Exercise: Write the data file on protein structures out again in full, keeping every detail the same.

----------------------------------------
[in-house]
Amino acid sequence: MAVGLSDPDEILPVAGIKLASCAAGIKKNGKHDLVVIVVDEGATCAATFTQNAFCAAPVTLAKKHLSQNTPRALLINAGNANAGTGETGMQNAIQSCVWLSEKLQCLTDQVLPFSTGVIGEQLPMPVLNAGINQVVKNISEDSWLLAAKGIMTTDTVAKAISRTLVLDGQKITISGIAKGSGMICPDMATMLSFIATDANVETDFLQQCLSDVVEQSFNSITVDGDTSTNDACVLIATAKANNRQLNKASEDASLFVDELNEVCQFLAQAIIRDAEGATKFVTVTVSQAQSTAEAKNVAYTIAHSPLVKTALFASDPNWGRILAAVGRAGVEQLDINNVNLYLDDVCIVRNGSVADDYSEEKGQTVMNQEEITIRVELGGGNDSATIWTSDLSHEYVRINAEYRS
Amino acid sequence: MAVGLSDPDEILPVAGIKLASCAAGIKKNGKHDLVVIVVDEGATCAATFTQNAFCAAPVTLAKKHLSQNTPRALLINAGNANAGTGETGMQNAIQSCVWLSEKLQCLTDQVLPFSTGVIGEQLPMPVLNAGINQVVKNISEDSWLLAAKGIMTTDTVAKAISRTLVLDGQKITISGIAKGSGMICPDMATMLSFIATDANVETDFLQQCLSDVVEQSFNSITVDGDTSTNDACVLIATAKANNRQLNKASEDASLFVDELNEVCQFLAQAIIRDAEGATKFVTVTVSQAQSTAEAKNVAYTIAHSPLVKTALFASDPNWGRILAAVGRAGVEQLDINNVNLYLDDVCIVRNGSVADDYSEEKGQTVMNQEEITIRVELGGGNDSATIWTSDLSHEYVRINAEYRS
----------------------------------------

[in-house]
Amino acid sequence: MAVGLSDPDEILPVAGIKLASCAAGIKKNGKHDLVVIVVDEGATCAATFTQNAFCAAPVTLAKKHLSQNTPRALLINAGNANAGTGETGMQNAIQSCVWLSEKLQCLTDQVLPFSTGVIGEQLPMPVLNAGINQVVKNISEDSWLLAAKGIMTTDTVAKAISRTLVLDGQKITISGIAKGSGMICPDMATMLSFIATDANVETDFLQQCLSDVVEQSFNSITVDGDTSTNDACVLIATAKANNRQLNKASEDASLFVDELNEVCQFLAQAIIRDAEGATKFVTVTVSQAQSTAEAKNVAYTIAHSPLVKTALFASDPNWGRILAAVGRAGVEQLDINNVNLYLDDVCIVRNGSVADDYSEEKGQTVMNQEEITIRVELGGGNDSATIWTSDLSHEYVRINAEYRS
Amino acid sequence: MAVGLSDPDEILPVAGIKLASCAAGIKKNGKHDLVVIVVDEGATCAATFTQNAFCAAPVTLAKKHLSQNTPRALLINAGNANAGTGETGMQNAIQSCVWLSEKLQCLTDQVLPFSTGVIGEQLPMPVLNAGINQVVKNISEDSWLLAAKGIMTTDTVAKAISRTLVLDGQKITISGIAKGSGMICPDMATMLSFIATDANVETDFLQQCLSDVVEQSFNSITVDGDTSTNDACVLIATAKANNRQLNKASEDASLFVDELNEVCQFLAQAIIRDAEGATKFVTVTVSQAQSTAEAKNVAYTIAHSPLVKTALFASDPNWGRILAAVGRAGVEQLDINNVNLYLDDVCIVRNGSVADDYSEEKGQTVMNQEEITIRVELGGGNDSATIWTSDLSHEYVRINAEYRS